My take on this is ... (sorry should I repeat stuff that is common knowledge here or to some, I'm just ordering my reflections on this as I write):

Samadhi is a state of deep concentration on a meditation object. As this is the first state at which what is usually internally modelled as a perceiver and something perceived, undergo a fusion of sorts, it often happens that people can not or only partially remember or reconstruct what actually happened after the experience.

That changes if the experience is repeated often. Self-reflection can then reach a level at which some sort of meta-perception can perceive the processes of perceiving, perceived and the creation of (reality? existence?) out of these polar opposites and translate that experience "down" into everyday consciousness. That is where the "meta-samadhi's" or higher samadhi's start which are reflective levels upon samadhi, these are described in the Hatha Yoga Pradipika for example.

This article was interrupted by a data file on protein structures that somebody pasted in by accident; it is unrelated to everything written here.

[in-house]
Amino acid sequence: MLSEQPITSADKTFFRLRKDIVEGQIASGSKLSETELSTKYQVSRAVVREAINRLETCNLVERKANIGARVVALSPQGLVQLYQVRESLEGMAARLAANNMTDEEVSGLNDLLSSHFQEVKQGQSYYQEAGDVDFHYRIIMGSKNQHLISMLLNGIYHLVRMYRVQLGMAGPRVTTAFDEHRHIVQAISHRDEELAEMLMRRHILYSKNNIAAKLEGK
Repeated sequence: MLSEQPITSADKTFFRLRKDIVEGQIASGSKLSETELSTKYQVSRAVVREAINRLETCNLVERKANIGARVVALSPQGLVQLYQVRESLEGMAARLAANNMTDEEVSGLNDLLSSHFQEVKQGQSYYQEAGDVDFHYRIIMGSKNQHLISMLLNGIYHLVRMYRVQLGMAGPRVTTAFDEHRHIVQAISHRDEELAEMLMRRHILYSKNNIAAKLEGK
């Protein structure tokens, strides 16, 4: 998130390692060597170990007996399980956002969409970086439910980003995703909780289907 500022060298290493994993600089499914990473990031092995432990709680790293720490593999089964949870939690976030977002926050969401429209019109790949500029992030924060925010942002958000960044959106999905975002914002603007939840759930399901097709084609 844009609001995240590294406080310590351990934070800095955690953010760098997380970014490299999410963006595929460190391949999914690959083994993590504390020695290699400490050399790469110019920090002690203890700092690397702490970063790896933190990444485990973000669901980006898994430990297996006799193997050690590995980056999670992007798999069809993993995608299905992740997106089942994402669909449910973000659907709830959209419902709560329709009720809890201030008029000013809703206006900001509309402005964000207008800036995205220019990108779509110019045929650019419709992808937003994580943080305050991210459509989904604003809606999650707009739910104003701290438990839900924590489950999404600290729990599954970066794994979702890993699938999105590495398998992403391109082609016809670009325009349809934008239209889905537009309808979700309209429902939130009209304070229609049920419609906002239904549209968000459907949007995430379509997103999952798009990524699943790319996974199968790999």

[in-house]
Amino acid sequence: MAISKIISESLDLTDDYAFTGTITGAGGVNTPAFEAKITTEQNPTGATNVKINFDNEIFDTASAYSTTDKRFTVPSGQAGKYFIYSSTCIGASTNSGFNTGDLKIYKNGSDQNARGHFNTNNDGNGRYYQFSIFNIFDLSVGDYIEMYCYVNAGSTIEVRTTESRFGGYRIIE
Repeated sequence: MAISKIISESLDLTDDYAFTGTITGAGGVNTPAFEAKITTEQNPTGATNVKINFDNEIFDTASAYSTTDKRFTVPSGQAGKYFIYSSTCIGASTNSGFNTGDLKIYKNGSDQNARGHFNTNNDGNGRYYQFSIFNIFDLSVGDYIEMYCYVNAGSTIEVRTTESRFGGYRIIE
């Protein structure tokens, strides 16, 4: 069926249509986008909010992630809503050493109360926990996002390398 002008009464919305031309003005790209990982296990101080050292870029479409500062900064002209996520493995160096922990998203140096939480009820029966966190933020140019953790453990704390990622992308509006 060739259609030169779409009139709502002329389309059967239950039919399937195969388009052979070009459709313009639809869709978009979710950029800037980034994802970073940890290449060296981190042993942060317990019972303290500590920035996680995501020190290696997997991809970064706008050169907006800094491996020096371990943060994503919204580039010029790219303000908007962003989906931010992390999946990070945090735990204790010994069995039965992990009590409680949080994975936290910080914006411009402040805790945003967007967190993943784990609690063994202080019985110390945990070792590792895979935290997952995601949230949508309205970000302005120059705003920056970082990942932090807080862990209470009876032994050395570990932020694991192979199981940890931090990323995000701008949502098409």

The highest form of Samadhi is probably Nirvikalpasamadhi, which from the way it is described is possibly having a samadhi on samadhi? I am out of my league there as I have never experienced this form of samadhi (yet?).

Building on this, from my experiences and comparisons to other's descriptions of theirs - so not entirely sure about the generalisability (is that a proper word?) - think that the HGA experience is a samadhi on one's own self. And Crowley attributed Nirvikalpasamadhi to Kether.

That would be my take, always interested myself in the experiences and interpretations of others (presuming that those interpretations are also based on experiences).
The dead man Ankh-af-na-Khonsu